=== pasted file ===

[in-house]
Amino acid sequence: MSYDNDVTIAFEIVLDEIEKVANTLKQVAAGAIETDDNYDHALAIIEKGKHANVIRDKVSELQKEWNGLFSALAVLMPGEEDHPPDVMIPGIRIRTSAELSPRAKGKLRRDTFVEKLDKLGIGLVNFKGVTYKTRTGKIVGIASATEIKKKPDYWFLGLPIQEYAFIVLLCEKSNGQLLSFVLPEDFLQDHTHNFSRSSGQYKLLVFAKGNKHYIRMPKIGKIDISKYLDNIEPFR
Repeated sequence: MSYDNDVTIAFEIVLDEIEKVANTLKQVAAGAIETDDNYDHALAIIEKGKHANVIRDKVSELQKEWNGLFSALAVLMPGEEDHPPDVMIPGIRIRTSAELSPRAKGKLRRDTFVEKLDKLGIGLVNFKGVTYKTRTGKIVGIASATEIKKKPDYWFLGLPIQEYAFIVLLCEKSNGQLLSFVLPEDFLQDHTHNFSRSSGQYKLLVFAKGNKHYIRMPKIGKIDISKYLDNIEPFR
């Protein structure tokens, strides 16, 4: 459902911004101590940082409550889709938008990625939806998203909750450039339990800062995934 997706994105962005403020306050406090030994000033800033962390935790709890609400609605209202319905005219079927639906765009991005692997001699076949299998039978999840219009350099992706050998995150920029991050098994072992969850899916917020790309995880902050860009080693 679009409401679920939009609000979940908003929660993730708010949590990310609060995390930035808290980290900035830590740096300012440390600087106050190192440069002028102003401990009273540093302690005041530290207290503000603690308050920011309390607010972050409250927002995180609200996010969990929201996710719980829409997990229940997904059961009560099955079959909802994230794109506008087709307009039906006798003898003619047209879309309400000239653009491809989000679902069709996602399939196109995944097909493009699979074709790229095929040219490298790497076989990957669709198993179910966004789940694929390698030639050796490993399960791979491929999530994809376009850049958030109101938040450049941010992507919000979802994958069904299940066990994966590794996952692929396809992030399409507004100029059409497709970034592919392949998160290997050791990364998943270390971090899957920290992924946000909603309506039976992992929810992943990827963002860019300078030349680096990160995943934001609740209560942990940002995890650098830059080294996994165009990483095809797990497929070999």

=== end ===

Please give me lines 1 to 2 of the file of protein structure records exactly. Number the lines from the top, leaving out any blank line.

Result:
[in-house]
Amino acid sequence: MSYDNDVTIAFEIVLDEIEKVANTLKQVAAGAIETDDNYDHALAIIEKGKHANVIRDKVSELQKEWNGLFSALAVLMPGEEDHPPDVMIPGIRIRTSAELSPRAKGKLRRDTFVEKLDKLGIGLVNFKGVTYKTRTGKIVGIASATEIKKKPDYWFLGLPIQEYAFIVLLCEKSNGQLLSFVLPEDFLQDHTHNFSRSSGQYKLLVFAKGNKHYIRMPKIGKIDISKYLDNIEPFR